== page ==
The triggerfish is a very unique-looking fish that is easy to identify when caught. They are found in the offshore waters of North Carolina, South Carolina, and Georgia. Some anglers consider them a nuisance while others enjoy the sporting qualities of the fish in addition to the taste of the flesh.

Why Are They Called Triggerfish?

A triggerfish gets in name from the characteristics of the dorsal fins. The dorsal fins have spikes that can only be folded back down by pressing what is called the trigger. The trigger is the smallest spine that is at the rear end of the dorsal fin. 

How Many Varieties of Triggerfish are There?

There are believed to be around 40 varieties of triggerfish. In the southeastern coastal waters of the United States, three are prevalent. 

How do you identify the three most common variations of triggerfish?

Here is the way to identify the three most common types of triggerfish in Georgia, South Carolina, and North Carolina from each other. Each variety is shaped similarly. The body is similar to a football’s shape, and the mouths are small but lined with teeth. 

Queen Triggerfish

The queen triggerfish has beautiful coloration. They have a large trailing rear dorsal fin. Almost all of the fins are blue. The fish’s sides are most often yellow with blue lines beneath the eye and around the mouth. Queen triggerfish can grow up to ten to twelve pounds.

Gray Triggerfish

A gray triggerfish is colored nearly the same as an ocean triggerfish. They are typically dark grey or black. The anal and dorsal fin are not pointed. They run at a slight angle. The tail section has two extended areas at the top and bottom. 

Ocean Triggerfish

The ocean triggerfish is also black or dark gray in color. The anal and dorsal fin are more pronounced; however, the tail does not have extended tips on the top and bottom. Most anglers catch ocean triggerfish between four and six pounds, but they can top ten.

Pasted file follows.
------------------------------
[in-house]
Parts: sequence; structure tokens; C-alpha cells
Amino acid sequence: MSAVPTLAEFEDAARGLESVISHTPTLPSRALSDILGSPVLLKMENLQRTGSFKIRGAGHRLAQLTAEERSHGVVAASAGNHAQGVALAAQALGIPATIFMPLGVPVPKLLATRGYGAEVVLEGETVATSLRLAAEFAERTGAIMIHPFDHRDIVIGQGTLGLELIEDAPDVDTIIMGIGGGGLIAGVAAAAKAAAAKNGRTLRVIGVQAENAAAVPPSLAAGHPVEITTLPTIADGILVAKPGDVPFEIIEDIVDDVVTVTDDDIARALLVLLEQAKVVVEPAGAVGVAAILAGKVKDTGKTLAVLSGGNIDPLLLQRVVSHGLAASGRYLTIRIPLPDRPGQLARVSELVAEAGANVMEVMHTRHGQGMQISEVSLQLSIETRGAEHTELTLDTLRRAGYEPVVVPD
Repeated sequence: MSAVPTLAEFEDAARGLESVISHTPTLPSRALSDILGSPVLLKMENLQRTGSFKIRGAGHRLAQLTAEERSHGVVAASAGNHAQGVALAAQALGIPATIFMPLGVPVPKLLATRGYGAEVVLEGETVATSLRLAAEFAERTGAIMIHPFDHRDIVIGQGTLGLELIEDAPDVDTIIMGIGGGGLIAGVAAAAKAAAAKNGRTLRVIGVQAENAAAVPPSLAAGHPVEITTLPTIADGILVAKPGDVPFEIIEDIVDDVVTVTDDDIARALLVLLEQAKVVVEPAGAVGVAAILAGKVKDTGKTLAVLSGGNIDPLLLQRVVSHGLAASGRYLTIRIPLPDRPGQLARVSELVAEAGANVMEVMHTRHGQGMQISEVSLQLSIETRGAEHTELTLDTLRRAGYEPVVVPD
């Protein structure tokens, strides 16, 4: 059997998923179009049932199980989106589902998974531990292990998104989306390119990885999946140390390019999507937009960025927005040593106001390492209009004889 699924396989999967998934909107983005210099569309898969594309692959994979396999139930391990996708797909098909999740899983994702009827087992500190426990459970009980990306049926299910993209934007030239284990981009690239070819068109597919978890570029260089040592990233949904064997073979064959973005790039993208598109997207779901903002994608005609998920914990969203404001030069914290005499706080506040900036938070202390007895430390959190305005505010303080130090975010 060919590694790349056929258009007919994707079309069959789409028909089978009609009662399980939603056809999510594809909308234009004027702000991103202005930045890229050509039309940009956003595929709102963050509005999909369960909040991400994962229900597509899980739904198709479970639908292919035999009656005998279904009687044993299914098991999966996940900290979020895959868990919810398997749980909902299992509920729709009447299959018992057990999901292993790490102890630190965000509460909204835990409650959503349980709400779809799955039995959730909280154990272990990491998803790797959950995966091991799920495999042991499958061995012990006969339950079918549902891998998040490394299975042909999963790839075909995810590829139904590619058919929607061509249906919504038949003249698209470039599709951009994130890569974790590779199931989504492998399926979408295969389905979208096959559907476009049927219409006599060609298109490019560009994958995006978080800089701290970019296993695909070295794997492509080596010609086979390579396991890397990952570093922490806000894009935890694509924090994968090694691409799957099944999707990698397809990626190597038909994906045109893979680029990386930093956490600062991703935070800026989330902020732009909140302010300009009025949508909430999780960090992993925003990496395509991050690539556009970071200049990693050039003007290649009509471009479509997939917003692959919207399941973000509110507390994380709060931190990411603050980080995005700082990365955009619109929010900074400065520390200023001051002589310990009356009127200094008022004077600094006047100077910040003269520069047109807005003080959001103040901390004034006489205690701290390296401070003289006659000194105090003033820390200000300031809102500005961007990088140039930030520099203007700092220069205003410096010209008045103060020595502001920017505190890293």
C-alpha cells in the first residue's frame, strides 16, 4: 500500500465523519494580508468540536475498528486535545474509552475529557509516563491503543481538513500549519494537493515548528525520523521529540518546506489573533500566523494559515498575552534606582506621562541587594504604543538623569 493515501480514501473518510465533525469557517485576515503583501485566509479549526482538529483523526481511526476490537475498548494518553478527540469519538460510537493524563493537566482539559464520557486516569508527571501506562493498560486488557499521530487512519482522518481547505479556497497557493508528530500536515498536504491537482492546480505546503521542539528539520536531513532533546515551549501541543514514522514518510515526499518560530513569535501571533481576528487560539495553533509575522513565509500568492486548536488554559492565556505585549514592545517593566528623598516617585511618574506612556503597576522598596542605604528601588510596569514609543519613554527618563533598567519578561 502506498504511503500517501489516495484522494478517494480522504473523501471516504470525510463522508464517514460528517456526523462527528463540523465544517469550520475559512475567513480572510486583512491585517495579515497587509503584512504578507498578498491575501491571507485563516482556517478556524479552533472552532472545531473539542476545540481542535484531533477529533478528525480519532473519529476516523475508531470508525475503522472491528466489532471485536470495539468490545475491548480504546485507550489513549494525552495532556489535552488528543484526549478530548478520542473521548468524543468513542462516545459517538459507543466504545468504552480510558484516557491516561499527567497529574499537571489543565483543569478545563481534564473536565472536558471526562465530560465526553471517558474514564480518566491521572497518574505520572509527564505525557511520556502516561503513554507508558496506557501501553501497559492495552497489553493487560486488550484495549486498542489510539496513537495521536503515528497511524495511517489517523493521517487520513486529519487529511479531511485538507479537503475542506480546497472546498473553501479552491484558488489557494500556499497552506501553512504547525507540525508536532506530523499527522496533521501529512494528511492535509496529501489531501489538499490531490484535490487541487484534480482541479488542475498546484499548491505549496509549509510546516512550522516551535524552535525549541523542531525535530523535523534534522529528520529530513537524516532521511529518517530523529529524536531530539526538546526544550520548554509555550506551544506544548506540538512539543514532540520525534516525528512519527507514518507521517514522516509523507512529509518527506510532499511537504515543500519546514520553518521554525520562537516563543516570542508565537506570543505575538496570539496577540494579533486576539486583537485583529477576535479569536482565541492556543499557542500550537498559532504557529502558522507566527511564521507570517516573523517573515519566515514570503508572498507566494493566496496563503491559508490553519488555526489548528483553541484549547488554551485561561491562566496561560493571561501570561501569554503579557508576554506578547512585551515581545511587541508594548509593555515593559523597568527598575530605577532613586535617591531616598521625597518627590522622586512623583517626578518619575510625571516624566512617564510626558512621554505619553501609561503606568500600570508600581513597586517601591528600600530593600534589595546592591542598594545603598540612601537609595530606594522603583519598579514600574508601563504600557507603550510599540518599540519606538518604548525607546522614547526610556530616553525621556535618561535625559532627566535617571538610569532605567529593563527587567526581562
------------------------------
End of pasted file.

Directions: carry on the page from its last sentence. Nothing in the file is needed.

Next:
Where Can You Find Triggerfish

All three varieties of triggerfish call the waters between south Florida and New England home. Beyond the east coast, they can be found worldwide. 

In What Habitat do Triggerfish Live

Both the gray triggerfish and queen triggerfish spend most of their time on reefs and wrecks. In the more northern areas where coral reefs are not found, expect them to be on banks and drop-offs. When the water is clear, it is easy to identify triggerfish below when gazing into the water. 

The ocean triggerfish is not a structure dweller. Ocean triggerfish, like the name, spend their time well offshore in the Atlantic ocean near the water’s surface. 

Methods for catching triggerfish

Heavy offshore gear is not needed to catch triggerfish. If you are typically an inshore fisherman but venture offshore to fish a wreck, bring along the same equipment. 

What tackle is best

The inland waters of South Carolina, North Carolina, and Georiga are teeming with redfish, sea trout, and flounder. The same light to medium action rods and reels will do. Fifteen to twenty-pound line is sufficient. As for hooks, because of the small mouths of triggerfish, pack small hooks. 

What type of lures and bait do cobia eat

The next time you’re offshore in search of triggerfish, forget about lures or jigs and use weights and hooks instead. Tie on as much weight as it takes to reach the structure or reef on the seafloor below. A single hook or chicken rig baited with live or dead shrimp, squid, or any cut fish will work to entice a bite. Remember, don’t oversize the hooks. Use small hooks because of the size of the triggerfishes mouth. 

How good are triggerfish to eat

Don’t let the appearance of a triggerfish fool you. Triggerfish may look unappetizing, but the fillets are delicious to eat.  The gray triggerfish and queen triggerfish have white mean that is sweet in flavor. It is exceptionally versatile and can be cooked in a variety of ways. 

Ocean triggerfish are also edible; however, the fillets are more coarse. We recommend not to keep ocean triggerfish. 

Is It Worth Fishing For Triggerfish

Yes, it is worth fishing for triggerfish. The next time you’re offshore bottom fishing for black sea bass, grouper, red snapper, or other varieties of bottom fish, don’t hold back on throwing a few keeper triggerfish in the icebox. If you’re fishing offshore but on more shallow wrecks off of South Carolina, North Carolina, or Georgia, this will be one of the best-tasting fish you can catch in those areas, and you don’t have to go far.